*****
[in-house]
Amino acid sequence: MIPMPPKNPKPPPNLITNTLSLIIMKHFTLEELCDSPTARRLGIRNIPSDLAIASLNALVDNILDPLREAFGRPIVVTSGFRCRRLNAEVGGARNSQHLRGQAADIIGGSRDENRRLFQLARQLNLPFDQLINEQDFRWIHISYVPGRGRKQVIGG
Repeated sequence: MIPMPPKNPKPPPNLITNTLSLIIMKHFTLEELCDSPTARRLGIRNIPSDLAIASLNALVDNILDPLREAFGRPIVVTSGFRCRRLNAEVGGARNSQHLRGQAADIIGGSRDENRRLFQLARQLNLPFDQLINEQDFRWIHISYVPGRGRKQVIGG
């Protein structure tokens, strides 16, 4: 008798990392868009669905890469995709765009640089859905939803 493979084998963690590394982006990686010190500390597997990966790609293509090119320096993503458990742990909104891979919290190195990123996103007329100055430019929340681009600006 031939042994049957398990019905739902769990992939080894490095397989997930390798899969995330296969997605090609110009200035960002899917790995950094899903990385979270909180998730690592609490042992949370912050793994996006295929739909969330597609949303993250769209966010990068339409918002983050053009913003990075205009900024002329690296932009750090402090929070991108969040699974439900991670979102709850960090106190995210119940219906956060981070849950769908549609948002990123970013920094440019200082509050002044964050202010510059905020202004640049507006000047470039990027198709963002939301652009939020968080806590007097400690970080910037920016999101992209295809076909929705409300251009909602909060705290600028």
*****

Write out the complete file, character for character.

[in-house]
Amino acid sequence: MIPMPPKNPKPPPNLITNTLSLIIMKHFTLEELCDSPTARRLGIRNIPSDLAIASLNALVDNILDPLREAFGRPIVVTSGFRCRRLNAEVGGARNSQHLRGQAADIIGGSRDENRRLFQLARQLNLPFDQLINEQDFRWIHISYVPGRGRKQVIGG
Repeated sequence: MIPMPPKNPKPPPNLITNTLSLIIMKHFTLEELCDSPTARRLGIRNIPSDLAIASLNALVDNILDPLREAFGRPIVVTSGFRCRRLNAEVGGARNSQHLRGQAADIIGGSRDENRRLFQLARQLNLPFDQLINEQDFRWIHISYVPGRGRKQVIGG
């Protein structure tokens, strides 16, 4: 008798990392868009669905890469995709765009640089859905939803 493979084998963690590394982006990686010190500390597997990966790609293509090119320096993503458990742990909104891979919290190195990123996103007329100055430019929340681009600006 031939042994049957398990019905739902769990992939080894490095397989997930390798899969995330296969997605090609110009200035960002899917790995950094899903990385979270909180998730690592609490042992949370912050793994996006295929739909969330597609949303993250769209966010990068339409918002983050053009913003990075205009900024002329690296932009750090402090929070991108969040699974439900991670979102709850960090106190995210119940219906956060981070849950769908549609948002990123970013920094440019200082509050002044964050202010510059905020202004640049507006000047470039990027198709963002939301652009939020968080806590007097400690970080910037920016999101992209295809076909929705409300251009909602909060705290600028």